Regardless of whether you opt for building your own home from the ground up or buying a pre-owned one, there are plenty of things to consider to make sure you are making the right choice. From ensuring you can get a loan and manage the mortgage through finding the right space and neighbourhood for your family to thinking about the safety of the house and insurance, as a new homeowner, you will have a lot on your plate.
However, another very important aspect you cannot afford to neglect is the sustainability of your new home. In this day and age, there are so many benefits of having a truly green home and, therefore, that is something that you must think about before making a purchase or starting the building process. In order to help you out, we have made a checklist containing all the factors to keep in mind for your new home.
Think About the Location
Before any building can commence, you first need to make sure you have the right location for your home. If you are buying a pre-made or pre-owned house, carefully consider whether the position in relation to the sun is beneficial for you. Unfortunately, there is not much you can do here if you’re not willing to completely remodel it so it might be better to look for another property. On the other hand, if you will be purchasing a lot and building your home from scratch, you will have more options. You can choose the side that will get more natural light and where to plant trees that will give your home some shade as well as a wind barrier during the colder parts of the year. Furthermore, when picking the lot, you should look for a green development site such as former rail yards, parking lots, factories and shopping malls and avoid environmentally sensitive areas like wetland, farmland and habitats of endangered species.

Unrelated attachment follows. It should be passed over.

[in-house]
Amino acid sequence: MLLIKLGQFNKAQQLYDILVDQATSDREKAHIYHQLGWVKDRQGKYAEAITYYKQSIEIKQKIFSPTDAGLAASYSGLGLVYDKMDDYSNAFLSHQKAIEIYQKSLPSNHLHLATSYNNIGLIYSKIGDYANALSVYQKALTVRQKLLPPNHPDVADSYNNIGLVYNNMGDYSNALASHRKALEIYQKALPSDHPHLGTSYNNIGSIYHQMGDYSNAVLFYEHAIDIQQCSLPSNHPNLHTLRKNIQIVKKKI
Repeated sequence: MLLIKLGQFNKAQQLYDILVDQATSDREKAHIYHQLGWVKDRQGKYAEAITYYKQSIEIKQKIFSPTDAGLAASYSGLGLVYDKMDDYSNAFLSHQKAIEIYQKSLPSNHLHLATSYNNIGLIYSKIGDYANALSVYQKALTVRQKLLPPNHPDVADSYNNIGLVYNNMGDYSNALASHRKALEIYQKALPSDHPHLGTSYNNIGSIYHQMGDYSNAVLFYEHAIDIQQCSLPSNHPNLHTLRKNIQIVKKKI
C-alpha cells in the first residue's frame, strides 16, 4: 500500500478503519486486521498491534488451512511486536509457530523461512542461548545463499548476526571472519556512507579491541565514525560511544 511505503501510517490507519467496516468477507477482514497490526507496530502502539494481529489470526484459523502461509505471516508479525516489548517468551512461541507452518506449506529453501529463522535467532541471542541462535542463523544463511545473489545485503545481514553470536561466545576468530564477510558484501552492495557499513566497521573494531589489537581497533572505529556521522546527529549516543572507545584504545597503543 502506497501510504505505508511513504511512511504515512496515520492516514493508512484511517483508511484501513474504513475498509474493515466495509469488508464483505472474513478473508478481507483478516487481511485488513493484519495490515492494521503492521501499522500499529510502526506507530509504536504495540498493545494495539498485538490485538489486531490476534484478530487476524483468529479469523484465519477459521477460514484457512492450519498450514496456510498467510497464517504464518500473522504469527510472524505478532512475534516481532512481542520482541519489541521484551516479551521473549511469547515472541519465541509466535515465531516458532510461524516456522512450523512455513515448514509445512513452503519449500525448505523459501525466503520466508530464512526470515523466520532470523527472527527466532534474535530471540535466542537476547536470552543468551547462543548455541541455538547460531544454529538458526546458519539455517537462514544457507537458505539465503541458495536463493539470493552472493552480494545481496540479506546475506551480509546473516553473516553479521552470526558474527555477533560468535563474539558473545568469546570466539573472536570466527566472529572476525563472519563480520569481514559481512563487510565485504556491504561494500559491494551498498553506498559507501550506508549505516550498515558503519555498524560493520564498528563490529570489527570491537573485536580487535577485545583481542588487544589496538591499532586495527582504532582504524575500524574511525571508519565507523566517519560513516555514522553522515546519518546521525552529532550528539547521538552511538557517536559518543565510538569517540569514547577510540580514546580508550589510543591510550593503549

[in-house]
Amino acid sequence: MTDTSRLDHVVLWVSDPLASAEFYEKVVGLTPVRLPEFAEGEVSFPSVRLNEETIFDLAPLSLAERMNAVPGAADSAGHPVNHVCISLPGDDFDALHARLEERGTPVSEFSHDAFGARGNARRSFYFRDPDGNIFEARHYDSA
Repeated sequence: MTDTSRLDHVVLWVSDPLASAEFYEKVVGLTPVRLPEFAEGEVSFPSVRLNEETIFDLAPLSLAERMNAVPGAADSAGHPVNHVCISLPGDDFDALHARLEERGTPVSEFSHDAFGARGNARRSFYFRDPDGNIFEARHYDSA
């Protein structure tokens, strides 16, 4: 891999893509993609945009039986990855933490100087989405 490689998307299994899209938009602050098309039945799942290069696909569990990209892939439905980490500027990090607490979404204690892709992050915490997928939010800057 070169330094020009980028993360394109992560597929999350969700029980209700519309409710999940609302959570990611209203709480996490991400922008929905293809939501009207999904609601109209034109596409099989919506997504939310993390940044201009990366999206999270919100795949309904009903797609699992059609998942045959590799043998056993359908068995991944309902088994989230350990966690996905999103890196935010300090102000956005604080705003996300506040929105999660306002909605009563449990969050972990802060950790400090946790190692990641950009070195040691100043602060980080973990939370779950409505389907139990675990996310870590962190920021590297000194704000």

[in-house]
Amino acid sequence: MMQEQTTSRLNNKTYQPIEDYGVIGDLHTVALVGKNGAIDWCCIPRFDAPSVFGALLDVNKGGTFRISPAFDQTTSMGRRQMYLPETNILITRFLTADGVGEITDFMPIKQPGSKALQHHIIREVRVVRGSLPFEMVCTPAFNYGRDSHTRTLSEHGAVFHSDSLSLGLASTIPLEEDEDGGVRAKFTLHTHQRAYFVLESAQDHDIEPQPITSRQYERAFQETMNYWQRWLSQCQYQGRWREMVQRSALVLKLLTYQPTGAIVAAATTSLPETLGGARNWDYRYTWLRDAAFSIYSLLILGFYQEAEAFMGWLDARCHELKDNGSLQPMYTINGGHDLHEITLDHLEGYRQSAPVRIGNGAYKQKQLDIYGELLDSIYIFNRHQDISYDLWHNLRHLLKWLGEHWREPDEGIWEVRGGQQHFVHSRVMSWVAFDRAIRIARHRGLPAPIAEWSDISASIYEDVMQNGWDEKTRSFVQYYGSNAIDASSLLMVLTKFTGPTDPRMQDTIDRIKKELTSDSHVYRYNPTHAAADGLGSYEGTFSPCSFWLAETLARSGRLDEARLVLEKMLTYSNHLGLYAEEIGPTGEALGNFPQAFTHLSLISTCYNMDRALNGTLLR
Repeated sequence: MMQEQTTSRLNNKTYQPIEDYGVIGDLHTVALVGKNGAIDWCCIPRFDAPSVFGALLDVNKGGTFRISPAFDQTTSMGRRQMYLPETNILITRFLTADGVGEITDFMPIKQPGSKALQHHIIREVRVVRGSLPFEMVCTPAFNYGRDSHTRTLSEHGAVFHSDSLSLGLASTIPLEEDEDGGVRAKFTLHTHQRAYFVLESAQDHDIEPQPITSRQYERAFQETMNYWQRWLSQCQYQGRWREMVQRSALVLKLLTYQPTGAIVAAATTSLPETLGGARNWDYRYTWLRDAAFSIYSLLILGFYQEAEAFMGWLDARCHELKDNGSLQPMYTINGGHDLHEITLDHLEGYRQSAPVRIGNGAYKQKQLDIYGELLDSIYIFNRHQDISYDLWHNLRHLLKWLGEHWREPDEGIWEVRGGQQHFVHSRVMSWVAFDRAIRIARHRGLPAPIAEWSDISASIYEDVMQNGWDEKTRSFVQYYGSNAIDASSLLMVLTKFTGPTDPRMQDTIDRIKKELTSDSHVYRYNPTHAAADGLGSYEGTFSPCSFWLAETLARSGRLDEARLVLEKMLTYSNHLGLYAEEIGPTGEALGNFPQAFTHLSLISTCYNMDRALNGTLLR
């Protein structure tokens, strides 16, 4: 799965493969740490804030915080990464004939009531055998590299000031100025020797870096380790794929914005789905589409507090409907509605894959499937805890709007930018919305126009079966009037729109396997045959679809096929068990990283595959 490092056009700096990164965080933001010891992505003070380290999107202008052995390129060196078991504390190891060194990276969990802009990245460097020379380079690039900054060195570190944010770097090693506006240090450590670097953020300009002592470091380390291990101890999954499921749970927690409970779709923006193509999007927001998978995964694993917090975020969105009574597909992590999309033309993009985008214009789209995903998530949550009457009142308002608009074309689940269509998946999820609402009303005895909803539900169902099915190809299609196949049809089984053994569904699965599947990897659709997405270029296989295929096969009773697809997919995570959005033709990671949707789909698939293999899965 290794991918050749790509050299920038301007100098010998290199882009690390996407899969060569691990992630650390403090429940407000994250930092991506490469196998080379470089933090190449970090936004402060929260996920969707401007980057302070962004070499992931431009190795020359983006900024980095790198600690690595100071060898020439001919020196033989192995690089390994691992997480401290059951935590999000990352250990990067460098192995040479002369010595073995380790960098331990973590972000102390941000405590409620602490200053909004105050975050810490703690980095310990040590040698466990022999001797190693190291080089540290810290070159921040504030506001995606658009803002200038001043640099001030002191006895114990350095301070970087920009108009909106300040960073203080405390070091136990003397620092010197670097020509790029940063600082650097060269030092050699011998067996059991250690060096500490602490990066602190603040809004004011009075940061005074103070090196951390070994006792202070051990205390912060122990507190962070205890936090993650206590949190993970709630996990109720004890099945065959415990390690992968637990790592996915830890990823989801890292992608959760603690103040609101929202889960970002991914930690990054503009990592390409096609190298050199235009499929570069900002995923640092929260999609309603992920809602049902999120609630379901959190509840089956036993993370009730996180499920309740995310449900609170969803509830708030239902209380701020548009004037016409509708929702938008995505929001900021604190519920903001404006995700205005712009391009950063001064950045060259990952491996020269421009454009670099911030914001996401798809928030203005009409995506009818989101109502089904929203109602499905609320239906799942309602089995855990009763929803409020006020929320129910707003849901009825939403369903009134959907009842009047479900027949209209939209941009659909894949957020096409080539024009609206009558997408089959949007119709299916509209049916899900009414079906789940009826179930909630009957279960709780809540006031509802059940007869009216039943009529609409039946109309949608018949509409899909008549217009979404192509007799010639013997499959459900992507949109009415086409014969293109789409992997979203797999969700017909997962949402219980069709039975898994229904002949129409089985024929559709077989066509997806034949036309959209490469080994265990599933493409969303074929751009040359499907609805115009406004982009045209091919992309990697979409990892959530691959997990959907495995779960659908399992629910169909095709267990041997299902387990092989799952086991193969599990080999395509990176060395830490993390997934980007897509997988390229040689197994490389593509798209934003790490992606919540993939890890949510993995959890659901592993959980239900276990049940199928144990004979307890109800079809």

Consider the Size
Then, you have to think about the size of the house you will be building or purchasing. You can decide to add countless green updates to your home but having a lot of square footage will always result in a bigger consumption of resources. This is why it is recommended to invest in a home of a smaller variety as it will require a lot less electricity, heating and air conditioning.
Research the Building Materials
Once you have found the right location and decided on the size of the house, you need to start doing some research into the materials you will be using during the construction process. Talk to your home builders to see which materials are best for the area you are living in and whether there are salvaged and recycled materials that you can use. Furthermore, look for low- and zero-VOC paints and sealants and other non-toxic materials. Concrete, bamboo and recycled steel are just some of the eco-friendly construction materials you can make the most of. In case you are buying a home, make sure you conduct an audit of the materials used and see whether they suit you.
Don’t Forget About Insulation
During the building process, there are other things to keep in mind as well, such as insulation. Making sure your home is properly insulated while still constructing it will help you save a lot of money and time in the future as you surely do not want to have to do it a couple of months after moving in. Having the house’s walls and roof insulated will prevent cool and warm air from leaking out of your home and having huge bills. When buying a property, it’s best to have the insulation checked before you sign a contract to prevent nasty surprises.
Pay Attention to Doors and Windows